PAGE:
… the abyss looks right back at you and asks, “Aye, you gonna jump or nah?
“I know you want to….” you hear, as the taunting echoes trail away.
The unknown (assumed) territory that lays low, low beneath a steep cliff is always presumed to be dark and treacherous. Scary things lurk down there. They’ll get me if I fall into the depths. Or I’ll get an uppercut from jutting-out rock appendages on my way down. Or I’ll die just from the sensation of falling (I really don’t like falling or feeling like I’ve been flung into the air).
I used to be a coward. I still am a coward. In the sense that I’ve had a tendency throughout my life of short-changing myself, undervaluing my potential and using all of the above to choose paths that required the least amount of work. Because I was terribly afraid of failing. For shame, Bossadi, for shame.
I don’t know how this manifested into a thing, but I shied away from anything that was challenging and wouldn’t take up anything that required hard work and long hours. Perhaps because I’m lazy, or because I hate putting myself in a position where I feel like my performance would be subpar. I don’t take risks often, I’m not fond of putting myself through the ringer for the hell of it. Most of the risks I can remember taking had less-than-positive results and it’s that knowledge that has kept me from pushing things.
Now I don’t wanna be that person but I snapped out of this actually-self-destructive mindset after I gave birth. Childbirth was the pimp-slap of my life, made more effective by how lonely my final trimester was, with my family hundreds of kilometres away. For all of 2014, I kept telling myself “you’ve gone through childbirth and you survived, don’t tell me that you can’t do this or that because of x and y”. I didn’t apply it to my life doings until 2015.
I have a job now, the kind of attitude I had towards doing things is no longer allowed. From the first day until the last day of my internship, I need to consistently prove that the person who my manager met in the interview and the one she hired are the same person. If I’m expected to undertake a task, I do it without complaint. In fact, I ask myself “Can you do more and better?”, and if the answer is yes, I act accordingly. I can’t hide behind anyone else, or leave the bulk of the task to my colleague.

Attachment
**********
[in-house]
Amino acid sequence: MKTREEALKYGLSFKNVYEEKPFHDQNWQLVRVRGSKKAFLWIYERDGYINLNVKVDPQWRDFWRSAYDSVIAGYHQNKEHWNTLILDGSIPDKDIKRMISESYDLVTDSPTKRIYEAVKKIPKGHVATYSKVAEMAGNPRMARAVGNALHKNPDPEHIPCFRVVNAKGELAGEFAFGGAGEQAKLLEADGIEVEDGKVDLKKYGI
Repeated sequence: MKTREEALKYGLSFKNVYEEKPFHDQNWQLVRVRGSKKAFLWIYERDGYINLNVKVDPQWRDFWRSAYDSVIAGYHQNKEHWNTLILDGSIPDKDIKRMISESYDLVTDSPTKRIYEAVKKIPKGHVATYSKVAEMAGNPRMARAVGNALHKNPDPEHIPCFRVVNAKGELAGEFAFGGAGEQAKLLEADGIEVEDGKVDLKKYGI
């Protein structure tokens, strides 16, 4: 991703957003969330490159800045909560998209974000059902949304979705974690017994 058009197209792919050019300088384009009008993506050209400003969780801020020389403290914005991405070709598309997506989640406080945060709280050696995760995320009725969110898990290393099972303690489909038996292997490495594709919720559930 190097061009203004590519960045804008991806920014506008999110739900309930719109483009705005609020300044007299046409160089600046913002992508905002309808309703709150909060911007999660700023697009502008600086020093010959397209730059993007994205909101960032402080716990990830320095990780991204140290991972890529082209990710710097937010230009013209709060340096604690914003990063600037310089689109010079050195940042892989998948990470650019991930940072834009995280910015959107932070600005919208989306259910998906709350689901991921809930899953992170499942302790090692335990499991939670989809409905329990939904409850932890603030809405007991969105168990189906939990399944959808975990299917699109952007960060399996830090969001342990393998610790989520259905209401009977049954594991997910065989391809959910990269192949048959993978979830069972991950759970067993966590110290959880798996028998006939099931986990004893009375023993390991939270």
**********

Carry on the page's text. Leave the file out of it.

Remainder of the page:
I do think about how different I would be or what additional achievements I would have had to flaunt on my LinkedIn profile, if I wasn’t such a wuss about sticking my neck out. I’d have probably made more mistakes, but felt prouder for making them because they would’ve imparted some hard lessons I don’t think I’ve got onto yet.
We’re all familiar with the global sentiment that the world sucks, is going to end, should end or needs Jesus. It shouldn’t be right to expect, as a human being, to go through a lot of hell to earn respect or reach a happy place. The world shouldn’t need to be horrible by default, but it is. A lot of people emerge stronger and wiser from being dealt hard blows or just standing on the precipice, unsure of what lies at the bottom but willing to take the plunge. I’m learning to do that, to accept life’s nonsense, plan around the nonsense and flip on life like “Ha! B*tch, you thought!”.
My family and I are on a precipice of our own, warily looking down. Change and “brokeness” are the themes of our year; all we can do is walk forward or, in this case, jump. Maybe the darkness beneath us is not darkness at all but trapped smog, under which there is light, and not ice-cold water or suspiciously-upright wood planks. Maybe, once we leap, we will fall forever. But I think that’s better than standing up there, waiting, hesitating, all the while the ground crumbles from under our feet.